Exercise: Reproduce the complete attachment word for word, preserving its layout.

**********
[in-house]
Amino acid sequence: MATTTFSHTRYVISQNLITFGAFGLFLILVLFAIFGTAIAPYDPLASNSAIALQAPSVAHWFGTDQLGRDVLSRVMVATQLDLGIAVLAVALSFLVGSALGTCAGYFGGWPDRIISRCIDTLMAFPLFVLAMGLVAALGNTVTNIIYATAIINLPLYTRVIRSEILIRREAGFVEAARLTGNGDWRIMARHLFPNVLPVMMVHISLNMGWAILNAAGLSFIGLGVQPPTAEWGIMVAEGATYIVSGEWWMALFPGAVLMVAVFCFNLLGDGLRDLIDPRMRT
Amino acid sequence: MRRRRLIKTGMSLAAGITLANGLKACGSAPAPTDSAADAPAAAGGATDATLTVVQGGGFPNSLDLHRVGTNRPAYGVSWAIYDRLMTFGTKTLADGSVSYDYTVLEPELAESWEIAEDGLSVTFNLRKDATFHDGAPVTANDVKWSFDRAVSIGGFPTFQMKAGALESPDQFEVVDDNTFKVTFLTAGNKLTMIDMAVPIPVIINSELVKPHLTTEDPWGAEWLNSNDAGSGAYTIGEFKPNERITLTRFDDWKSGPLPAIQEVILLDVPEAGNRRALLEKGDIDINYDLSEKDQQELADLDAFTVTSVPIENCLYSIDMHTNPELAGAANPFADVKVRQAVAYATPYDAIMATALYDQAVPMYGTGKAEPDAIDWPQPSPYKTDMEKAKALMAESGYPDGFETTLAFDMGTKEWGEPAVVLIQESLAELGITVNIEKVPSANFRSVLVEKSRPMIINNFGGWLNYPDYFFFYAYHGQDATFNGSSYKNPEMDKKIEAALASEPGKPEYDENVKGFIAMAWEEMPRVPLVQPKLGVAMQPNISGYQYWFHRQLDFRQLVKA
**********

[in-house]
Amino acid sequence: MATTTFSHTRYVISQNLITFGAFGLFLILVLFAIFGTAIAPYDPLASNSAIALQAPSVAHWFGTDQLGRDVLSRVMVATQLDLGIAVLAVALSFLVGSALGTCAGYFGGWPDRIISRCIDTLMAFPLFVLAMGLVAALGNTVTNIIYATAIINLPLYTRVIRSEILIRREAGFVEAARLTGNGDWRIMARHLFPNVLPVMMVHISLNMGWAILNAAGLSFIGLGVQPPTAEWGIMVAEGATYIVSGEWWMALFPGAVLMVAVFCFNLLGDGLRDLIDPRMRT
Amino acid sequence: MRRRRLIKTGMSLAAGITLANGLKACGSAPAPTDSAADAPAAAGGATDATLTVVQGGGFPNSLDLHRVGTNRPAYGVSWAIYDRLMTFGTKTLADGSVSYDYTVLEPELAESWEIAEDGLSVTFNLRKDATFHDGAPVTANDVKWSFDRAVSIGGFPTFQMKAGALESPDQFEVVDDNTFKVTFLTAGNKLTMIDMAVPIPVIINSELVKPHLTTEDPWGAEWLNSNDAGSGAYTIGEFKPNERITLTRFDDWKSGPLPAIQEVILLDVPEAGNRRALLEKGDIDINYDLSEKDQQELADLDAFTVTSVPIENCLYSIDMHTNPELAGAANPFADVKVRQAVAYATPYDAIMATALYDQAVPMYGTGKAEPDAIDWPQPSPYKTDMEKAKALMAESGYPDGFETTLAFDMGTKEWGEPAVVLIQESLAELGITVNIEKVPSANFRSVLVEKSRPMIINNFGGWLNYPDYFFFYAYHGQDATFNGSSYKNPEMDKKIEAALASEPGKPEYDENVKGFIAMAWEEMPRVPLVQPKLGVAMQPNISGYQYWFHRQLDFRQLVKA